London is an amazing city. Did you know that almost half of its area is made up of green spaces? 33% of this is natural habitat for animals and wildlife and 18% is public open space1 which includes 3,000 parks. Yes 3,000! That’s more than the area of the city covered by railways and roads combined2. It’s easy to think of London as being miles and miles of concrete, but look closer and you see a whole host of parks, fields, woodlands and canals sides. Below we have gathered together a selection of ideas to help you navigate this green space. So pick a sunny day and start planning your next city ramble.
This little pocket guide to London’s Green Spaces from Hoxton Mini Press is a selection of the best parks and green spaces London has to offer. With stunning photography by Marco Kesseler and text by Harry Adès. It features places to visit from central London to some of the outer boroughs. A great idea for planning a walk, taking a picnic or just enjoying the fresh air. Detailing 50 locations, you will find a new green space to fall in love with.
If anyone can inspire an adventure it’s Liz Loveless of Factory Press. This charming screen print of the River Lea is full of summer colour. Bright yellows, blues and greens come together in this idyllic scene. Signs of the city are not far away though, as iconic buildings are dotted along the banks and electricity pylons loom in the background.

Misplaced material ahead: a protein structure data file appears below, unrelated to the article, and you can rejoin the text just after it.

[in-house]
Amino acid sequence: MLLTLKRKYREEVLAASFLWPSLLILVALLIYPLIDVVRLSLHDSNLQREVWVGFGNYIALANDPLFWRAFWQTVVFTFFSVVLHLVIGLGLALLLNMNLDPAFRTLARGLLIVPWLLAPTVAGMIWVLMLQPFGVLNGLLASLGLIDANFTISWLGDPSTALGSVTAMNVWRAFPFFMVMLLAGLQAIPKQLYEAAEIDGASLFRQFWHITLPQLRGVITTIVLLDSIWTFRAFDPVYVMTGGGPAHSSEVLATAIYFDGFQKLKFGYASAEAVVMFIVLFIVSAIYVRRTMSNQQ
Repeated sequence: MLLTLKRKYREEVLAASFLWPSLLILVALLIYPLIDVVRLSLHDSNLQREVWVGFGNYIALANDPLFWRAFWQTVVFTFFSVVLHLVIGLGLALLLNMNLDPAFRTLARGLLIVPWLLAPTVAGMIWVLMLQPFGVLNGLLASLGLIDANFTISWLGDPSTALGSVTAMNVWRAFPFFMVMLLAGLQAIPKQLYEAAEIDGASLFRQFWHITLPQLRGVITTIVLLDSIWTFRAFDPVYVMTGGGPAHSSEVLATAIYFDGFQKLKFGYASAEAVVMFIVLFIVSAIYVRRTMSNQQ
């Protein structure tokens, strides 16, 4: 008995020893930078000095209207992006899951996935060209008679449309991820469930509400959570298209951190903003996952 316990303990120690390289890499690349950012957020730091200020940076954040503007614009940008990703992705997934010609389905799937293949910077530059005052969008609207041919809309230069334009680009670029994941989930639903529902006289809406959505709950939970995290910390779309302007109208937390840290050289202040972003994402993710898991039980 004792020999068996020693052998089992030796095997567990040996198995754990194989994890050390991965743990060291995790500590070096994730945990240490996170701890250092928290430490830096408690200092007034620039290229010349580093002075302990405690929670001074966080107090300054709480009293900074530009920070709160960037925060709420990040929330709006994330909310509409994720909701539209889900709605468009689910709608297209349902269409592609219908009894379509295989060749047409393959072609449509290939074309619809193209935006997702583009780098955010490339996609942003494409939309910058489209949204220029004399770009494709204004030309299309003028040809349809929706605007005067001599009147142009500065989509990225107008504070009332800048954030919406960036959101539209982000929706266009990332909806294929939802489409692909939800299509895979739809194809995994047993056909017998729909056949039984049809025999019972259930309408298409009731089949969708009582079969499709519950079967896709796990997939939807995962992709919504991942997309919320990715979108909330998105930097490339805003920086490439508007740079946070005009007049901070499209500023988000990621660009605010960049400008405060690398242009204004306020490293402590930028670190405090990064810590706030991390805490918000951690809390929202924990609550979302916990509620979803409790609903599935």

The River Lea – £95
There are some notable trees to look out for in London and with this map you can track them down. With details of 50 trees, follow this guide on a tree hugging quest. Rare species, magnificent English oaks, an ancient yew and the finest flowering cherries. From Kew Gardens to Greenwich Park, and Tottenham to Brixton. With beautiful photography, introduction and descriptions from London based plant lover Paul Wood.
This surprising guide will introduce you to 32 edible plants that are just on your doorstep. Take to the streets and go urban foraging! Organised by season, it contains 32 easy vegetarian recipes. Hawthorn berry ketchup, cherry blossom shortbread, nettle ravioli, elderflower fritters and cowslip summer rolls to name a few. Clearly written by professional forager Wross Lawrence, this guide will have you serving up some unusual meals throughout the year.